Did Covid kill the flu? Experts pose intriguing question as flu cases rise by 98% worldwide

10.28.2021 0

Many feared it was the perfect winter storm, a nightmare situation that would push the health service over the edge: " double demia " of influenza, which kills about 10,000 people every year, and a second deadly wave of Covid- 19. According to the latest reports, the number of vaccinations is already the highest ever in people over 65 and young children.

There is only one interesting problem: the flu seems to have almost disappeared.

The disappearing act began when Covid-19 spread at the end of our flu season in March. And how quickly the numbers fell can be seen in the "surveillance" data collected by the World Health Organization (WHO).  Patients are not routinely tested for influenza, even if it is suspected, but a number of hospitals do diagnostic screening for those who have symptoms, and this data gives us the most accurate picture of what % of influenza illnesses actually are. And the numbers give a startling insight into what has become a creeping trend around the world. 

In the Southern Hemisphere, where the flu season falls during our summer months, WHO data indicate that it has never spread at all. In Australia, only 14 positive cases of influenza were recorded in April, compared to 367 in the same month in 2019 - a decrease of 96%.  In June, usually the peak of the flu season, there were none. In fact, Australia has not reported a positive case to WHO since July. In Chile, only 12 cases of influenza were detected from April to October. For the same period in 2019, there were almost 7 thousand. 

And in South Africa, surveillance tests found only two cases early in the season, which quickly dropped to zero over the following month - a total of 99% fewer than the previous year. In the UK, the flu season is just beginning. But since Covid-19 began spreading in March, the WHO has reported just 767 cases, compared to nearly 7,000 from March to October last year.  And while last year, laboratory-confirmed cases of influenza increased by 10 percent between September and October, with the start of the new season this year they increased by only 0.7 percent.

Of course, this is not the total number of flu cases.  According to the Office for National Statistics, we know that hundreds of people die from suspected flu-related pneumonia every week throughout the year - which is why, with a predicted harsh winter ahead, experts agree that vaccination is still vital for those who are eligible. Some flu seasons start earlier than others. But our low flu surveillance figure does indicate the spread of flu in the UK is not yet gathering pace.  Other research by Public Health England has confirmed this. Flu cases worldwide are estimated to be down 98 percent compared to the same period last year.

There's no chance of mistaking one for the other - a piece of viral genetic material from the coronavirus looks like a piece of spaghetti, and the influenza genetic material we're testing looks like eight pieces of penne pasta." Another compelling explanation suggests that SARS-CoV-2, the virus that causes Covid-19 and which is spreading around the world, somehow "displaced" the influenza virus. The theory has gained popularity on Twitter, and this phenomenon has some scientific support. When a person is infected with one virus, they are less likely to become infected with another during that time because of what is called "viral interference".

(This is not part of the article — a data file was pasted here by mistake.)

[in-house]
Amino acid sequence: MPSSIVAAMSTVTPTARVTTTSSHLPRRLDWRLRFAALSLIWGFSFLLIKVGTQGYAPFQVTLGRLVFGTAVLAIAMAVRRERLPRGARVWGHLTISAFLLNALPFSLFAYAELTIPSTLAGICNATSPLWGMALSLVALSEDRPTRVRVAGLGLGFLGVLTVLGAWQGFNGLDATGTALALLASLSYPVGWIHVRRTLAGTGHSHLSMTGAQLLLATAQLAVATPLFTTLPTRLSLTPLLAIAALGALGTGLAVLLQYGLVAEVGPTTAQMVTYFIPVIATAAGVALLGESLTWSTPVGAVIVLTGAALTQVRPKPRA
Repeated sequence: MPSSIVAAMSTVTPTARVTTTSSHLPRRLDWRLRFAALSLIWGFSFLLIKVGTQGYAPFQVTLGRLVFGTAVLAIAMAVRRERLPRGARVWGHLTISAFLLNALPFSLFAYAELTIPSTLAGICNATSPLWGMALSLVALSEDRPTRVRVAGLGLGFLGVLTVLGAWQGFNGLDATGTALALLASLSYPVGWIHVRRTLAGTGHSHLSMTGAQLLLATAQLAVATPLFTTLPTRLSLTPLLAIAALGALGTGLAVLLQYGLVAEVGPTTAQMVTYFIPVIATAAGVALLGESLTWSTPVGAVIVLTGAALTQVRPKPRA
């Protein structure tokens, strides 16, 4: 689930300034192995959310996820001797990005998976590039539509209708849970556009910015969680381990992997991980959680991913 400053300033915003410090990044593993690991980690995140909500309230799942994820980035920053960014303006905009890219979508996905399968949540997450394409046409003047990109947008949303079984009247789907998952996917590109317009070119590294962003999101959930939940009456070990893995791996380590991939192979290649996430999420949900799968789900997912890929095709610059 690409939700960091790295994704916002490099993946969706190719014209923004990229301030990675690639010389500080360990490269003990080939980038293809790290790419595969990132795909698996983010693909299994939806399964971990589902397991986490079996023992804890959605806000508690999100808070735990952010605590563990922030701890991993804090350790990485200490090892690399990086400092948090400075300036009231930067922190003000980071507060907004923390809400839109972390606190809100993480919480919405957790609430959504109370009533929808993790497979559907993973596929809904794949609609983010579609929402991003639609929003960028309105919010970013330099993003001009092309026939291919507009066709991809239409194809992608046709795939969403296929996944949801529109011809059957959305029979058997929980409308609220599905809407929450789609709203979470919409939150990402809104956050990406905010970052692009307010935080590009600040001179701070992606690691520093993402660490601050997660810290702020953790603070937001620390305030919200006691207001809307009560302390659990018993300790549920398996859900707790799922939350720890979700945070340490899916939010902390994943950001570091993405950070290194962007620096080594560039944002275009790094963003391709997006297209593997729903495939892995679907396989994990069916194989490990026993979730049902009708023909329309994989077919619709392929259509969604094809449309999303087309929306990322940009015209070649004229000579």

Both viruses spread the same way: through infected droplets. But people with Covid are considered more contagious and longer-lasting than flu patients. One measure of this is the much-discussed reproduction number, or R number - the number of people to whom one infected person will transmit the virus on average. Covid-19 has a multiplication number of approximately three unless measures are taken to stop its spread. This means that one person will pass it on to three others. Some viruses are more contagious, such as measles, which has an R number of about 15. Influenza, on the other hand, has an R number just over one. The incubation period of influenza is also lower. Once infected, influenza usually causes illness within two days, compared to five days on average for Covid-19.  This means that it is much more likely that people will go about their business unknowingly infecting others with Covid-19 than if they get the flu. 

"All studies of face masks and social distancing are based on preventing flu transmission and have shown huge reductions." Australian officials say their low flu rate can be partly attributed to their vaccination program, which the government has increased by 50 percent, ordering 18 million vaccines instead of the usual 12 million. 

Another question is whether we can trust the flu data at all - most officials say this year's global numbers are not reliable because coronavirus surveillance has been a priority in laboratories.  During the pandemic, fewer people have sought treatment for flu-like symptoms, so fewer suspicious cases are being reported. Public Health England has confirmed that the number of flu tests has been lower this year. However, the organization also claims that the available data shows that the overall flu activity is "low". There is also a danger that in the absence of testing of flu cases in this country and other countries, flu cases could be mistaken for Covid-19.

What will happen to us during the flu season is still unknown. Some say that flu deaths may be reduced as many vulnerable people and the elderly have already died from the coronavirus. But the flu remains a very real danger!